The LUMI Consortium takes the hot topics of HPC and AI to the heart of Europe 

5 March 2024
Simon Pickford Science Business CSC Event 2024

Wide partnerships such as DestinE are key to developing AI and HPC ecosystems

The LUMI Consortium organised a high-profile event in Brussels on 5 March 2024  entitled “Strengthening European competences through supercomputing and AI ecosystems”. The event featured Margrethe Vestager, Executive Vice-President of the European Commission, Andrus Ansip, former Commission Vice-President and Commissioner for the Digital Single Market, CSC – IT Center for Science Managing Director Kimmo Koski and other leading voices from both the private and the public sector. Irina Sandu, Director of Destination Earth participated in one of the panels to highlight the importance of LUMI and supercomputing in general for Destination Earth  

Europe needs broad, strong partnerships such as the Destination Earth initiative to create solid, sustainable high performance (HPC) and artificial intelligence (AI) ecosystems, was one of the key takeaways from the event organised by the LUMI Consortium at Finland’s Permanent Representation to the EU. The aim was to open a discussion about the fast -evolving transformations within the European HPC and AI ecosystems and the necessary collaboration at the pan-European level, as well as the next steps.  

During her Q&A session closing the event Margrethe Vestager highlighted the role of the EuroHPC Joint Undertaking as an example that Europe is much more than regulations, and cited Destination Earth’s digital twins as the kind of achievements that help create much-needed excitement around high performance computing technology.  

Left to right: Branislav Jansik, supercomputing Services Director, IT4Innovations National Supercomputing Center, Minna Palmroth, Professor in Computational Space Physics, Helsinki University, Irina Sandu, Director of DestinE at ECMWF and David Waroquiers, CEO and cofounder, Matgenix. 

In a panel debating the societal impact of supercomputing and AI ecosystems, Irina Sandu praised the bold steps taken by Europe to adapt and respond to the escalating urgency of climate change and the unprecedented extreme events we are witnessing.  

“Now, imagine creating a digital replica of our Earth to support adaptation efforts and implement the Green Deal. This is the aim of visionary initiative of the European Commission Destination Earth, implemented by ECMWF, ESA and EUMETSAT in a strategic partnership with EuroHPC Joint Undertaking (JU), and in close collaboration with over 100 institutions in Europe. LUMI lies at the heart of this endeavour aiming to revolutionize our understanding of the Earth system and help us better respond and adapt to the environmental challenges the world is facing.” said Irina Sandu.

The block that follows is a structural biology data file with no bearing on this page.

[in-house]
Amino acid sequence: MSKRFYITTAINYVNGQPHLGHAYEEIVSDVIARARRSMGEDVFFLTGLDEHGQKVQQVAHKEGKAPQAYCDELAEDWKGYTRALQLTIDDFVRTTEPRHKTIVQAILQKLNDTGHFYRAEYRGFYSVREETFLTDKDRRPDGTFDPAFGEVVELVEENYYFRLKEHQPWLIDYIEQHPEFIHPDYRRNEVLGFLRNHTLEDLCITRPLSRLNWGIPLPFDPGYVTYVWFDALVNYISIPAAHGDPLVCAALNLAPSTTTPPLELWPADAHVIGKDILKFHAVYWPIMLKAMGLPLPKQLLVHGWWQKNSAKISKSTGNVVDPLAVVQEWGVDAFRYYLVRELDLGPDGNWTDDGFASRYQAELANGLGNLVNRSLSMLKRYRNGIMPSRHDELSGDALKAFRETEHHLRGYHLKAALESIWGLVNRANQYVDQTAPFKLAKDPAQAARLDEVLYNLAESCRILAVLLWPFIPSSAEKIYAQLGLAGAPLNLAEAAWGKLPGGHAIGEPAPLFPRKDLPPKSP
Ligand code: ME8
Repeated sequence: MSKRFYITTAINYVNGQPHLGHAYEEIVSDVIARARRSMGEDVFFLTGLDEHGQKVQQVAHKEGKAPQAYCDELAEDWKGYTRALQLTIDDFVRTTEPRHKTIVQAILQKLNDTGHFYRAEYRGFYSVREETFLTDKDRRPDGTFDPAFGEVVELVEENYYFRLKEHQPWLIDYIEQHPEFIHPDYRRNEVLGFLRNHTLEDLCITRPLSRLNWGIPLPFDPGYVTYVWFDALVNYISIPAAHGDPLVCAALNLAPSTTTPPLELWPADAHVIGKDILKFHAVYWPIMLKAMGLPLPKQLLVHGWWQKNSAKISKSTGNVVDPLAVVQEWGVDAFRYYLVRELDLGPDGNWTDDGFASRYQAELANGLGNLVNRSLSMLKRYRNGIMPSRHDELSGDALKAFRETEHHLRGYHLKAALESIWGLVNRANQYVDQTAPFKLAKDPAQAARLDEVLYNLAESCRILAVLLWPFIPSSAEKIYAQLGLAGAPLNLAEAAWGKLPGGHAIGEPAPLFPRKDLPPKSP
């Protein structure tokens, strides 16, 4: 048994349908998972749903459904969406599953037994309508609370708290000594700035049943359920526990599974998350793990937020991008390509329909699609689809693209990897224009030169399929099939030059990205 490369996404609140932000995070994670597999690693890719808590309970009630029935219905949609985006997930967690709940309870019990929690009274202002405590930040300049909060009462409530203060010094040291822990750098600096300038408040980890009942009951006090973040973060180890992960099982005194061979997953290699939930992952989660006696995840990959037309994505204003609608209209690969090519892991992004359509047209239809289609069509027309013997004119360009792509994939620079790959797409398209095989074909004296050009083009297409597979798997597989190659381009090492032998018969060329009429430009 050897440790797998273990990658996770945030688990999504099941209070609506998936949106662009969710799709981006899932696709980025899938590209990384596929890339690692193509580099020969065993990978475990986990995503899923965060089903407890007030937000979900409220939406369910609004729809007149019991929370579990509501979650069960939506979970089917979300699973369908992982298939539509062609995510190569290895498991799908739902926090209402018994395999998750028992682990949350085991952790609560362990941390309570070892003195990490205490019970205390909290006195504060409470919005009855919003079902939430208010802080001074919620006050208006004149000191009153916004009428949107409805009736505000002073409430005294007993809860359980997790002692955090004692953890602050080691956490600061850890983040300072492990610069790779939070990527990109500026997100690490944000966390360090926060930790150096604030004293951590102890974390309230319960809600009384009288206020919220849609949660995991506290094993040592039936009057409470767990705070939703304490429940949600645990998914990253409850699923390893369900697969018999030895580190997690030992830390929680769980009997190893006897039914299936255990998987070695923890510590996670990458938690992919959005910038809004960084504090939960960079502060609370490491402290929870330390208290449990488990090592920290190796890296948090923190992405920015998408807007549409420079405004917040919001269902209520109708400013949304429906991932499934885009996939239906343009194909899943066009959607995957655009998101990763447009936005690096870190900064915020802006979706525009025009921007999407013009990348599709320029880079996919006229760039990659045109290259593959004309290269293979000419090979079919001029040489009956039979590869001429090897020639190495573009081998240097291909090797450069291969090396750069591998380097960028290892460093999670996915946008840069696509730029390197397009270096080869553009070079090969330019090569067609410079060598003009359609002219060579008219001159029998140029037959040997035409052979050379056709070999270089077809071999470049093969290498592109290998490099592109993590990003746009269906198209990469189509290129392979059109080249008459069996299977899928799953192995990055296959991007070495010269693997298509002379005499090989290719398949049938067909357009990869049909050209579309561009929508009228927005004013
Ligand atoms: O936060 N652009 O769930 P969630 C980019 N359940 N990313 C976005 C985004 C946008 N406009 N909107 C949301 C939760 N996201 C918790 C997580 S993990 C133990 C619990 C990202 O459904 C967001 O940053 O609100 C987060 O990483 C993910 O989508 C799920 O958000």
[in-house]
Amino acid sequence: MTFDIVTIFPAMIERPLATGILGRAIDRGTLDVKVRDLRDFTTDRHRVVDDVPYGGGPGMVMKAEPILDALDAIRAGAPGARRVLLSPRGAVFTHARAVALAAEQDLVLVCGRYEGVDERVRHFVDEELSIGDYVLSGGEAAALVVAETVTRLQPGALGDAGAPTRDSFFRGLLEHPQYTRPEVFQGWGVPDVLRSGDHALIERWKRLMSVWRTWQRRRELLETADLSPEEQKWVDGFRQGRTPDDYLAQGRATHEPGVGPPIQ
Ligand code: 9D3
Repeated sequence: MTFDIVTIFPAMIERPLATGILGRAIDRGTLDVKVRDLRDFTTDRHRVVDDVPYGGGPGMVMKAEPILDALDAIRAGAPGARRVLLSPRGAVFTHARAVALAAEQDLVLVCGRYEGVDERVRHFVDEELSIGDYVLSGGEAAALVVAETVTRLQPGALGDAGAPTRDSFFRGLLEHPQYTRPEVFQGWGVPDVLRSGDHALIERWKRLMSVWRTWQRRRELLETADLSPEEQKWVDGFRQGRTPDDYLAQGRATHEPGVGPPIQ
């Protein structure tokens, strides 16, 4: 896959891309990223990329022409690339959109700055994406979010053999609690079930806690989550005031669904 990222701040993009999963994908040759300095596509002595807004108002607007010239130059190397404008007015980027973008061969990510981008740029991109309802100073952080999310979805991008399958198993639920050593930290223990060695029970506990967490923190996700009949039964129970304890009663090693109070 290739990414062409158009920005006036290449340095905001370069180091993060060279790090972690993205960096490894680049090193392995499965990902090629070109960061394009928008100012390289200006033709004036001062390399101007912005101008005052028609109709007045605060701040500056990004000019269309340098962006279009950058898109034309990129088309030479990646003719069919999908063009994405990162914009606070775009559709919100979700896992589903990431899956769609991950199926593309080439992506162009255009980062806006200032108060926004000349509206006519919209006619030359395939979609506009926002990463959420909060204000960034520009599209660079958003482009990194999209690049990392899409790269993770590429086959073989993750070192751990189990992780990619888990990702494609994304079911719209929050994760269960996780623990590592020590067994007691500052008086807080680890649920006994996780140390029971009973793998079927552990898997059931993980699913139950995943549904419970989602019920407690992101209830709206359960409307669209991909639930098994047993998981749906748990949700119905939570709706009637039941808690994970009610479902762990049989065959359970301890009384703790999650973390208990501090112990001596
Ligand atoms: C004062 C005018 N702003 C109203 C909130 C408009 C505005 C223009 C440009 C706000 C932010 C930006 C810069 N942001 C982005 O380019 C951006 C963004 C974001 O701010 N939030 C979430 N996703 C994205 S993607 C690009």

“Destination Earth offers huge potential to society. The event organised by CSC was a fantastic opportunity for the initiative to meet partners and experts from around Europe, and showcase the links with EuroHPC, more particularly LUMI.  Also on a personal level, it was a great pleasure to attend and bring to the table the fantastic work made by so many colleagues and partners through the creation of the first two high-priority digital twins.”

Irina Sandu, Director for DestinE at ECMWF 

The Director for DestinE at ECMWF detailed how LUMI is playing a crucial role in running Destination Earth’s digital twins, in particular the Climate Change Adaptation Digital Twin (Climate DT). She highlighted that LUMI will play an even more important role in the future. “In June the DestinE system will be opening to users and in the next years during the second phase of DestinE we will transition the digital twins’ prototypes that we are piloting now at scale to operational systems,” she said. “CSC IT Center for Science will continue to lead the implementation of the Climate DT, that is operationalizing the capability to perform multi-decadal projections, providing accurate climate information for the next decades, and allowing to test scenarios of how global or local policies impact our planet’s climate.”